Winning Sled Dogs Finally Get Home to Norway

Thomas Waerner and his sled dogs won the Iditarod—but got stranded in Alaska. They’re finally home.

On March 18th, Thomas Waerner and his sled dogs won the iconic 2020 Iditarod race in Alaska, crossing the finish line after spending nine days, 10 hours, 37 minutes, and 47 seconds on the trail. At the finish line Waerner pet and fed his dogs, telling reporters that all praise for the win should go to his dogs. “The dogs are the performance athletes. We are the mushers and we get the credit and everything, but the dogs are incredible athletes.” 

The Iditarod, often called “The Last Great Race,” covers 1,000 miles of extreme Alaskan terrain from Anchorage to Nome. The race was developed in 1978 to help keep sled dogs as an important part of Alaskan culture. It honors the 1925 serum run, in which dog sled teams were the only option to transport urgently needed diphtheria antitoxin, and a dog sled relayed to save the small town of Nome. 

But after their impressive Iditarod win, the journey wasn’t over for Waerner and his dogs who traveled from Norway to compete. Because of COVID-19’s travel restrictions and canceled flights, Waerner found himself trapped in Alaska with his 16 sled dogs for months. Waerner wasn’t willing to leave his beloved dogs behind and so remained in Alaska trying to find a way to get home. Back in Norway his wife, Guro, who is also the sled team’s veterinarian, held things down with the couple’s five children and 35 dogs. She had left Alaska just before the pandemic locked down travel. 

Because of the pandemic, Waerner had to think outside of the box in order to get home with his dogs. Unable to find a way home via traditional means, Waerner was last week finally able to make the 20-hour flight from Alaska to Norway via an unconventional method—a 1960’s era DC-6B airplane. The plane just happened to be bound for Norway and its new home in an aviation museum. The journey was not without incident. The plane hadn’t been used since the 1970s and Waerner explained to the New York Times that 40 minutes into the flight there were engine problems and they had to return to Fairbanks, Alaska. Thankfully, after a few hours of mechanical work, the plane was able to take off and this time made the 20 hour journey with a fuel stop in Yellowknife, NWT. Supporter’s meet the flight in Yellowknife and helped walk the dogs before Waerner and his canine crew re-boarded and continued on their way, finally landing in Norway after spending three months trapped in Alaska. The unpressurized flight was very loud and cold but Waerner and the dogs safely made the journey home, bringing an official end to the successful—if much longer than planned—Iditarod adventure.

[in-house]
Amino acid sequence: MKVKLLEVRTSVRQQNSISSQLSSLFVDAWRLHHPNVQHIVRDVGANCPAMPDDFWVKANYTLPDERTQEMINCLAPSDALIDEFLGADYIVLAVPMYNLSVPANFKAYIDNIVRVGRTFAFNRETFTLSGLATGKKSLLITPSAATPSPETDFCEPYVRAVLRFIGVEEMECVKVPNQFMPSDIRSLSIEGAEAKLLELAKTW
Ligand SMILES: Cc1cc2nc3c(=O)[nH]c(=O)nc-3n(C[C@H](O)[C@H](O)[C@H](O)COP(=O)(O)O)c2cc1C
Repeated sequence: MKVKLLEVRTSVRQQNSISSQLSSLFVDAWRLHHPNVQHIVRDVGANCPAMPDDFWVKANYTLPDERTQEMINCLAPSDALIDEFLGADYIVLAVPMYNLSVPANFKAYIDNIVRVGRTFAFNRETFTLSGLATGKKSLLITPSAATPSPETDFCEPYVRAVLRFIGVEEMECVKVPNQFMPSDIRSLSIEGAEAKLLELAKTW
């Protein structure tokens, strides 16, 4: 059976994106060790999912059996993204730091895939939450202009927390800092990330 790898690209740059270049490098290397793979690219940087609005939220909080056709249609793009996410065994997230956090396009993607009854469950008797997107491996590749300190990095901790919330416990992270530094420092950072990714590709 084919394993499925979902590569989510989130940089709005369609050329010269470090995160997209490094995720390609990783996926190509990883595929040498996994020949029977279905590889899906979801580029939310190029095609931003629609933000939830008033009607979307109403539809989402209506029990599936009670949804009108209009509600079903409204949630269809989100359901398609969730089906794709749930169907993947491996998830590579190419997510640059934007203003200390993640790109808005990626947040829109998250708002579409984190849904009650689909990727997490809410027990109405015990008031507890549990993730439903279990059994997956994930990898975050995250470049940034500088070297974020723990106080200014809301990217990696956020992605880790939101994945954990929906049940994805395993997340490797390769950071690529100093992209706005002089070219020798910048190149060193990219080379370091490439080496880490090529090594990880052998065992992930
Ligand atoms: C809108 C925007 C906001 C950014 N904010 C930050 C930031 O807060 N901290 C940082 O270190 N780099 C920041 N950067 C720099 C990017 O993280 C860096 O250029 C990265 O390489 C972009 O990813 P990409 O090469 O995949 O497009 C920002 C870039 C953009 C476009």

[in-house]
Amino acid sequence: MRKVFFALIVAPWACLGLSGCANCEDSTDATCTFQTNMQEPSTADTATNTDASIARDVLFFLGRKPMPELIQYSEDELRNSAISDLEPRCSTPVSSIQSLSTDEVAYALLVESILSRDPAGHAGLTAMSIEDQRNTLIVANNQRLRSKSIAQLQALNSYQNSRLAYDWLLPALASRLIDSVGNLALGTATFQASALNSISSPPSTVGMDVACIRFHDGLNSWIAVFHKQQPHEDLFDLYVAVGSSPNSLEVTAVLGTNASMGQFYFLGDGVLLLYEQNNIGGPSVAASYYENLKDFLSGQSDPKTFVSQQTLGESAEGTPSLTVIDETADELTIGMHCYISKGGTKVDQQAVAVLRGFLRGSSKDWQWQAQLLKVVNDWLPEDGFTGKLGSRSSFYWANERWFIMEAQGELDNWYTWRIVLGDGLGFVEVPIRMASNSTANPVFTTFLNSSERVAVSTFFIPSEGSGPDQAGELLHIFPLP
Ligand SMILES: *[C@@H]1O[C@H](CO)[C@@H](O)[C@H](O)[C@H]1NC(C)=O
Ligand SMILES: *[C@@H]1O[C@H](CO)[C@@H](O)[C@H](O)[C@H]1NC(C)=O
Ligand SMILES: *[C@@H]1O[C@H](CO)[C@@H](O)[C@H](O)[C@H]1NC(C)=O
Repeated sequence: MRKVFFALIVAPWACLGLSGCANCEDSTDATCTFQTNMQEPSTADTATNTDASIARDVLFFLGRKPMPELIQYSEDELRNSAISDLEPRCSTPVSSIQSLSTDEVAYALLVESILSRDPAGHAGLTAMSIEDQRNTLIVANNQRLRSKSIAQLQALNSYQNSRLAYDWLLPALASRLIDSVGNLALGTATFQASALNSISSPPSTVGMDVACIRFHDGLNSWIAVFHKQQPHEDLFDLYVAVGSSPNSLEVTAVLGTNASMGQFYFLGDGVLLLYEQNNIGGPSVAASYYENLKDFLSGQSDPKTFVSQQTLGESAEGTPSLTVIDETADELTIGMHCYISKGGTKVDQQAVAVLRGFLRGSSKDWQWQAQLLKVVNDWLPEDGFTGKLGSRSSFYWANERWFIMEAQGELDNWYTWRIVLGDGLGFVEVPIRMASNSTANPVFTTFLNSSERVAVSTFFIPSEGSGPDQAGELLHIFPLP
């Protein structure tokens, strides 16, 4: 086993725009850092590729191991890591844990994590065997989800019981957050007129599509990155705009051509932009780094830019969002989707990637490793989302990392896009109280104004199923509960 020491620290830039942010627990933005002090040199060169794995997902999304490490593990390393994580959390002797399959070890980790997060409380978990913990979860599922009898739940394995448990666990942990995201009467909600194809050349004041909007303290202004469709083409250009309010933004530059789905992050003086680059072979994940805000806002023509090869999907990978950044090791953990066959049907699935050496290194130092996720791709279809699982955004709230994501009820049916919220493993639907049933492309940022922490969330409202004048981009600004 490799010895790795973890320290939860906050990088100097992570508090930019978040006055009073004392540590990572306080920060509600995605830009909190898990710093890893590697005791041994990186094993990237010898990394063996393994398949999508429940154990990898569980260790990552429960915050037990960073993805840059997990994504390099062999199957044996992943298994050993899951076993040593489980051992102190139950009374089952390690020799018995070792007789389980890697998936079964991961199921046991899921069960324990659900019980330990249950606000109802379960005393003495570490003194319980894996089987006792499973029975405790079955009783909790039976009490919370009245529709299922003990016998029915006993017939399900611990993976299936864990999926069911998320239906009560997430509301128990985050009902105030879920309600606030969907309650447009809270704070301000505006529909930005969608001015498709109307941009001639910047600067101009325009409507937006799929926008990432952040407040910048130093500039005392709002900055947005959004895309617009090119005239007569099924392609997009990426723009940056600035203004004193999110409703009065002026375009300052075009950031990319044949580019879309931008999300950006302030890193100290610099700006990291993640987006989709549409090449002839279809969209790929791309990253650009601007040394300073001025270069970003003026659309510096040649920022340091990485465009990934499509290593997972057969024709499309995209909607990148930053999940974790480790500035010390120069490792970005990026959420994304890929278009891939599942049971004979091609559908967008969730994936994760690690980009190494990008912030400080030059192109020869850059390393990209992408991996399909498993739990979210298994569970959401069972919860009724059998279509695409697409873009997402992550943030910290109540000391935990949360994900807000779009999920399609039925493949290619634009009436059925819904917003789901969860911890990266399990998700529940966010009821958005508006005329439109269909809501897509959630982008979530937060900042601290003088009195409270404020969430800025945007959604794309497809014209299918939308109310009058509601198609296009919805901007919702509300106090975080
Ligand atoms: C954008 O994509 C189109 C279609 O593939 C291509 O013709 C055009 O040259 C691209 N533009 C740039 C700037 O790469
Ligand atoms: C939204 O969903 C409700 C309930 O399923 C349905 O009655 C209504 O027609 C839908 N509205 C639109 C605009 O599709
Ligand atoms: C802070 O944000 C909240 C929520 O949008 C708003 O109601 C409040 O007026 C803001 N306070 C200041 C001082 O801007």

The mental strength required to push through a grueling race like the Iditarod is what Waerner credits for helping him to  get through being stranded in Alaska with the dogs after their victory: “Life is a little strange,” he laughed, admitting the situation was all a bit surreal. “But I am a forward, positive guy. If you’re just positive you will always find solutions and you will overcome your obstacles,” Waerner explained in an interview to CNN Sports. Now that they are home, Waerner says he and the sled dog team will be taking some time off to rest and then get back to what they love—running trails and training. Waerner has told media outlets that despite this year’s ordeal, he and the dogs will return to Alaska in 2021 to defend their 2020 win. You can follow along with their adventures on Instagram

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